Super Bowl LVII: The Call

Football fans all over the country had lots to ponder and celebrate after watching Super Bowl LVII on Feb. 12. The Kansas City Chiefs won the game 38-35 after a controversial holding penalty on Eagles cornerback James Bradberry. The game was an absolute thriller that featured explosive passing offenses with very few defensive stops nor answers in both teams’ defensive secondaries.

Jalen Hurts’ efforts may have fallen short, but much praise is due to the third-year quarterback out of Alabama. Hurts led the Eagles through the air with an impressive 27 completions off of 38 attempts, 304 passing yards and a passing touchdown. Hurts’ ground game was just as impressive as he ran the ball through Kansas City’s defense totaling 15 carries for 70 yards and three touchdowns. Have-a-day Jalen Hurts.

Unfortunately for Philadelphia, their efforts fell short as Patrick Mahomes won Super Bowl LVII MVP as he was nearly lights out in their victory. Kansas City Offensive Coordinator Eric Bieniemy and Philadelphia Offensive Coordinator Shane Steichen drew up extremely creative air plays to separate receivers and find open space. I’d say that’s one of the big reasons why this Super Bowl felt very compelling to the viewer to watch. Run and pound paired with nitty-gritty defensive stands have become rarer to find in modern NFL games. I can assure you Americans don’t enjoy those types of games as much as Super Bowl LVII.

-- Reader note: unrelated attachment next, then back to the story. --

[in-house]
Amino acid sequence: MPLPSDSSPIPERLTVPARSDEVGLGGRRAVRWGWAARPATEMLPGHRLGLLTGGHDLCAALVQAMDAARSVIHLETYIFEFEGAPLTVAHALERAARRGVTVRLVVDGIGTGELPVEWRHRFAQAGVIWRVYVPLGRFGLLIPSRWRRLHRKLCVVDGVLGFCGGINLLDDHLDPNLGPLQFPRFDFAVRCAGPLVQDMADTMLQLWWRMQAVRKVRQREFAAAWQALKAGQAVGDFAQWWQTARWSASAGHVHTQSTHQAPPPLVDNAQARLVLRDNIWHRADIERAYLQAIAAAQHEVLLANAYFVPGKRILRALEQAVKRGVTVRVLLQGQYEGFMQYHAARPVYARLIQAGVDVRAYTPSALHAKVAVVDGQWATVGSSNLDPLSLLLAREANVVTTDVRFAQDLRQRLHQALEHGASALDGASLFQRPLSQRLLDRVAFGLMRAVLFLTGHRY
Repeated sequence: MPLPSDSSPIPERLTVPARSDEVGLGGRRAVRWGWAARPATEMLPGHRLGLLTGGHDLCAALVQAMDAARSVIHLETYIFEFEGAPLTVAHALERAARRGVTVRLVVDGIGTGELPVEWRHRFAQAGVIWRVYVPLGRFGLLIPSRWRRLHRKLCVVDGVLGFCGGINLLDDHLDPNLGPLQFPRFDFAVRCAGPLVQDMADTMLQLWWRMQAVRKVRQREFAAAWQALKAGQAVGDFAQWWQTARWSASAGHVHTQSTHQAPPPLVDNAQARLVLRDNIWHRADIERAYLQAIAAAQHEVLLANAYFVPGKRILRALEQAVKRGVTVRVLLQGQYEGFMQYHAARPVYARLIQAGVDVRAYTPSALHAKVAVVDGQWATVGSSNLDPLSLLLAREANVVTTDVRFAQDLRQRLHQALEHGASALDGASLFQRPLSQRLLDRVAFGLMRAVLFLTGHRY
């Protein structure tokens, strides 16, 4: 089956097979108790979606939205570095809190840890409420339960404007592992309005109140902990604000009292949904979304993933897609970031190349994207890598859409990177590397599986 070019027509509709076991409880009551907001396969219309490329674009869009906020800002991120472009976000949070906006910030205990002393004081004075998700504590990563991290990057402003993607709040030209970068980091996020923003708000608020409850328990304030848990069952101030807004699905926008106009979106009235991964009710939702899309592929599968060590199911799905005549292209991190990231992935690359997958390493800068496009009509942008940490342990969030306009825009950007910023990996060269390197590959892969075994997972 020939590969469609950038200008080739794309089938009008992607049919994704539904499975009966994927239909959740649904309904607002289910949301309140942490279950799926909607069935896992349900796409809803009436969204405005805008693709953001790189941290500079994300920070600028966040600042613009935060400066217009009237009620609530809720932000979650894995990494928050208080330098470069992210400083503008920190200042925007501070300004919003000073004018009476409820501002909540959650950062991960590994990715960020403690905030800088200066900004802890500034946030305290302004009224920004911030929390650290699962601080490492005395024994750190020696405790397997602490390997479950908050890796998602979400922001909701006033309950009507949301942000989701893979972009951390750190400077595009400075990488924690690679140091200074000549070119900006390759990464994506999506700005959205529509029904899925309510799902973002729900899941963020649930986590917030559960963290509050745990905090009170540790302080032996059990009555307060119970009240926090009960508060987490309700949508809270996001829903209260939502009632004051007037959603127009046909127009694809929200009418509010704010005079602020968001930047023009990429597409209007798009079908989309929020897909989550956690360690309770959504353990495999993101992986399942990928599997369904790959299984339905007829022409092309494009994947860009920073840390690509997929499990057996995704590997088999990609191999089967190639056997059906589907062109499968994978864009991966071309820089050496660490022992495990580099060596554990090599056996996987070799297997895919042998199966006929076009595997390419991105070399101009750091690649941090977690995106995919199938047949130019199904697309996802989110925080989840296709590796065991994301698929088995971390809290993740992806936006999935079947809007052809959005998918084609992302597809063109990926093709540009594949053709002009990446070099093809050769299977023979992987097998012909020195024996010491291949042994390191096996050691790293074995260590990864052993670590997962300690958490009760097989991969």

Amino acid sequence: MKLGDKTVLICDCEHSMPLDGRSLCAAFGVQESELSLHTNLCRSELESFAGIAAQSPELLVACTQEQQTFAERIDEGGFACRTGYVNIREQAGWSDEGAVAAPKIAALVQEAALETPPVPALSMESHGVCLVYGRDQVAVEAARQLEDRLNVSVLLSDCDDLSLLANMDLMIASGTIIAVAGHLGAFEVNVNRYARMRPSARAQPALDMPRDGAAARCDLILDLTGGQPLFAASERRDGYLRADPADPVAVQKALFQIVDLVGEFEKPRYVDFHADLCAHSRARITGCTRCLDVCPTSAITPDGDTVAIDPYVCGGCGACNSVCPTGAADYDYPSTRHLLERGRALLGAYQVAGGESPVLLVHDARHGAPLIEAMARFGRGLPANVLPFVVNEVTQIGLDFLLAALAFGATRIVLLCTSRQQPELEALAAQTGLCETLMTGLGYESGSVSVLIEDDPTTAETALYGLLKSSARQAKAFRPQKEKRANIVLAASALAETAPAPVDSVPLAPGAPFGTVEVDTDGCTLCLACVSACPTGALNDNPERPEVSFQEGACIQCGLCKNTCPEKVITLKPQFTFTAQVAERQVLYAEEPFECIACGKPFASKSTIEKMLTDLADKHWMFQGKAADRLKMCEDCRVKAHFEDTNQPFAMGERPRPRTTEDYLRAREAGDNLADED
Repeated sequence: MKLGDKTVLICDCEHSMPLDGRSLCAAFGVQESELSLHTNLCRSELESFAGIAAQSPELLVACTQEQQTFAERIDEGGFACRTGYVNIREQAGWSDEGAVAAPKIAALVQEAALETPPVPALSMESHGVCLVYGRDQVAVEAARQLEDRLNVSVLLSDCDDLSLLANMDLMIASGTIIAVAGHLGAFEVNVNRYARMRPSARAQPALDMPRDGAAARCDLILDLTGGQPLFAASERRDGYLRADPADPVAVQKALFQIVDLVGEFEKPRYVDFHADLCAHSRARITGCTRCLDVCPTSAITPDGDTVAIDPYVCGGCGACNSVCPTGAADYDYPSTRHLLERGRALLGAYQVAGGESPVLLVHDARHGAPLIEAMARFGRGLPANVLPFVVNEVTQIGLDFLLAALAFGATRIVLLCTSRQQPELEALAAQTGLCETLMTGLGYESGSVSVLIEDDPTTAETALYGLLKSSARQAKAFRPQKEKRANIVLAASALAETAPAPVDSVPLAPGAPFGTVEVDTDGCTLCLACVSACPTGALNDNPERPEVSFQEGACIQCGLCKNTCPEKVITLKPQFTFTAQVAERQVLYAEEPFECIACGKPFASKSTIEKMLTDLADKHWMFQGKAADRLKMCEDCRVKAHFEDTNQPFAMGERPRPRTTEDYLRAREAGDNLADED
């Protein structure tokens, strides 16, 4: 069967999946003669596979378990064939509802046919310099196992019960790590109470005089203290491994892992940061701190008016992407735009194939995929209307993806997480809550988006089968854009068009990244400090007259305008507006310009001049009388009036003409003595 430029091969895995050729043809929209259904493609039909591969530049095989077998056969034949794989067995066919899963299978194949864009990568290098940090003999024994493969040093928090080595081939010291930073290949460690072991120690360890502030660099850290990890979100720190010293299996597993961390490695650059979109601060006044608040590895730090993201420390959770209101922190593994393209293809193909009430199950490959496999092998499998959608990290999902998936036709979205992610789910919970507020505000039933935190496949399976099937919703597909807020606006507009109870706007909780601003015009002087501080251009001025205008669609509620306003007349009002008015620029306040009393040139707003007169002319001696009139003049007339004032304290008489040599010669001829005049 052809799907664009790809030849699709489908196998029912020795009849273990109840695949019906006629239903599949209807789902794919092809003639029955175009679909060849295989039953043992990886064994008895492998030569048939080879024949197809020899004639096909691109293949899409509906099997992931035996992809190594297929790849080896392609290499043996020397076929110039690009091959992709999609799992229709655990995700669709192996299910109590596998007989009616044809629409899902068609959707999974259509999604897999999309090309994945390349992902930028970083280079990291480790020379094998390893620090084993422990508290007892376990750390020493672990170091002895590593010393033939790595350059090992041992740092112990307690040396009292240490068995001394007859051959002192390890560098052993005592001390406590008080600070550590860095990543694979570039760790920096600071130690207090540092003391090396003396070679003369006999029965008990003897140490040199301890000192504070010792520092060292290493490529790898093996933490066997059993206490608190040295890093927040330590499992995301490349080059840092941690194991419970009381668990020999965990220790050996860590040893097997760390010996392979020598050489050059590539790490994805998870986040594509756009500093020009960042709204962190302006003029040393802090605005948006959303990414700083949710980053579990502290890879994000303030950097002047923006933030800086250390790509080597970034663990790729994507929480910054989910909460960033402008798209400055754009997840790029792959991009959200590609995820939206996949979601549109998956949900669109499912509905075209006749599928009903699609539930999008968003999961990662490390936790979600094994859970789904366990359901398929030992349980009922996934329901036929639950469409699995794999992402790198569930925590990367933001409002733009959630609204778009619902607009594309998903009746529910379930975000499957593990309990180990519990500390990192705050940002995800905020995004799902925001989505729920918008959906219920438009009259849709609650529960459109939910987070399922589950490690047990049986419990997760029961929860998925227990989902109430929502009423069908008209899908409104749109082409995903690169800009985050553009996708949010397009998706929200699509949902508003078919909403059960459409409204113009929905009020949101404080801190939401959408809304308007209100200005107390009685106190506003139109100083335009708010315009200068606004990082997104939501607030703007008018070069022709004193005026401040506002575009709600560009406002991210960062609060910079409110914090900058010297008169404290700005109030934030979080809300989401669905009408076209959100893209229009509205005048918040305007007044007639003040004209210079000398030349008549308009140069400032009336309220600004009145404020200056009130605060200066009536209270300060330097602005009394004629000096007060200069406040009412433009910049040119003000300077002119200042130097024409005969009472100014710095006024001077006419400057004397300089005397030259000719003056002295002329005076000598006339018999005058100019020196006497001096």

Despite the Super Bowl’s success in entertainment, many fans were not too pleased by the holding call that essentially locked up the victory for the Kansas City Chiefs with 1:54 remaining in the game. Eagles cornerback, James Bradberry held Chiefs wide receiver JuJu Smith-Schuster’s jersey which warranted a penalty. Head referee Carl Cheffers was in charge of the dynamics of what went on with the call, which is an enormous task mind you.

 “The receiver went to the inside and he was attempting to release to the outside. The defender grabbed the jersey with his right hand and restricted him from releasing to the outside. So, therefore, we called it ‘defensive holding,’” Cheffers said. 

As an NFL fan myself, I have come to respect this call more as the days have gone by. In the modern NFL, the fine line between a holding call feels increasingly shaky. I do believe this was the right call for the technicality of the rule. Bradberry did reach across his body to make the hold, but at that point, you have to be stickler and call everything else.

As a die-hard Commanders fan who wanted nothing more than the NFC East rival to fall in the Super Bowl, this definitely didn’t feel like the right way it should happen. A call of this magnitude within two minutes didn’t feel dire but rather a technicality by the rules penalty. 

I still enjoyed watching this game and watching Patrick Mahomes win the Super Bowl as well as the Most Valuable Player (MVP). I’ve come to call myself a fan of Mahomes, and I’ve also had to eat my words about Mahomes being a poor selection and a possible bust-worthy pick. I’ve come to accept that the 10th overall selection from Texas Tech may very well be the best choice from the 2017 Draft. 


By Josh Heller